1 Nightingale was not alone during the nineteenth century in announcing a female Christ. There existed a movement that attempted to resurrect the female aspects of God, even to the extentof prophesizing a female messiah. BarbaraTaylor, in Eve and the New Jerusalem, provides a detailed account of this phenomenon (118-82). Similarly, Rosemary Radford Ruether, writing about the Shakers, asserts that the "female Christ is the theological expression of the androgyny of God and God's image" (111).
I Earlier in a private notebook, Nightingale considers such familial hegemony in a sacred context, writing that "There are Private Martyrs as well as burnt or drowned ones. Society of course does not know them; and family cannot, because our position to one another in our families is, and must be, like that of the Moon to the Earth. The Moon revolves around her, moves with her, never leaves her; the other side remains for ever unknown" (Cook 59).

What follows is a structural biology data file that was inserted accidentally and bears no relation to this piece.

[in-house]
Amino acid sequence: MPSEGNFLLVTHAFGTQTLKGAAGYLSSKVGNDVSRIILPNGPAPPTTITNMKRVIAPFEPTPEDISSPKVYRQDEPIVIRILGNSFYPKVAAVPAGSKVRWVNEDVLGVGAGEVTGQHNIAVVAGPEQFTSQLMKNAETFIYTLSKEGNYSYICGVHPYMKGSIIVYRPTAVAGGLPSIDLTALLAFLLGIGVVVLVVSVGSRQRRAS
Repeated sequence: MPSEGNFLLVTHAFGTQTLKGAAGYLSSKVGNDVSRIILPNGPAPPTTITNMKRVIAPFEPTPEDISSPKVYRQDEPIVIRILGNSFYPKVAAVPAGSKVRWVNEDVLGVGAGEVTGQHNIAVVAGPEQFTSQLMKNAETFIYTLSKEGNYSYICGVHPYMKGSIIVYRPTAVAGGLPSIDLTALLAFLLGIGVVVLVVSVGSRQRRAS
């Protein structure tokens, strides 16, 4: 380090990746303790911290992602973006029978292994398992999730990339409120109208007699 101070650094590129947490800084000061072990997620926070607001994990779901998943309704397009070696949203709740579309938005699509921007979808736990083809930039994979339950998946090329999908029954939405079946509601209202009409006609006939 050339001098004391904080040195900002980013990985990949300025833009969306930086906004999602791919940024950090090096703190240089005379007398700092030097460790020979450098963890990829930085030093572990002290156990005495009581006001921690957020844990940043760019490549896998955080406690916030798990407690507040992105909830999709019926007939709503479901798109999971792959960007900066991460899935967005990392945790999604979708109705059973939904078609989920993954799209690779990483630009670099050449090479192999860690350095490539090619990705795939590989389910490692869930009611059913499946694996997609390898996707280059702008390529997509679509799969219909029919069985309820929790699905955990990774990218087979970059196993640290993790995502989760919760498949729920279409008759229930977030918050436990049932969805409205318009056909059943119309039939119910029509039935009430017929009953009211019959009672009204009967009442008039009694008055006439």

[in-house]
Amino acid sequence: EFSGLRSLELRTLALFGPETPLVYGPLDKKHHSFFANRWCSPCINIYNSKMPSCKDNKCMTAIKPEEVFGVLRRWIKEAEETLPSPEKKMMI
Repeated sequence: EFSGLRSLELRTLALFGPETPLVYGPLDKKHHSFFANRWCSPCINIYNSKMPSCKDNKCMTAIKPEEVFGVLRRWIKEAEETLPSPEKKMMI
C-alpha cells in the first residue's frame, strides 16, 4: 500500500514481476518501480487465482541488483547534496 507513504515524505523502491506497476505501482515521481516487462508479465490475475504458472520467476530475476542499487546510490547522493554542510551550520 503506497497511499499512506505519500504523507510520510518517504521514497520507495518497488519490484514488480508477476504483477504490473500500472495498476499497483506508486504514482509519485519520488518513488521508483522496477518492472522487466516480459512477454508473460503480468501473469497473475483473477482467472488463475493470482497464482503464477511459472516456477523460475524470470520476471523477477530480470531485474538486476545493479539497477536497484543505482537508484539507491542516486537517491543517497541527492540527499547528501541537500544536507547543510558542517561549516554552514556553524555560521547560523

1 For an expanded discussion, see Froula's important article, "When Eve Reads Milton: Undoing Canonical Economy."
I The realities of such struggles were present in Nightingale's own life: "My present life is suicide," she wrote, "In my 31 st year I see nothing desirable but death" (WoodhamSmith 58).
1 In A Literature of Their Own Elaine Showalter writes that "each generation of women writers has found itself ... without a history, forced to rediscover the past anew, forging again and again the consciousness of their sex" (11-12).
10 See Barbara Bellow Watson's extremely useful "On Power and the Literary Text" for an examination of these issues in Chopin, Woolf, and Lessing. See also Showalter's The Female Malady, where she asserts that "The ending of 'Cassandra' dramatizes the despair Nightingale
could imagine as her own fate: Cassandra dies at the age of thirty, 'withered, paralyzed,
extinguished"' (64). Although Showalter's study is crucial for reconstructing the complete
history of Nightingale, I believe that her reading of Cassandra's death oversimplifies
Nightingale's achievement in "Cassandra."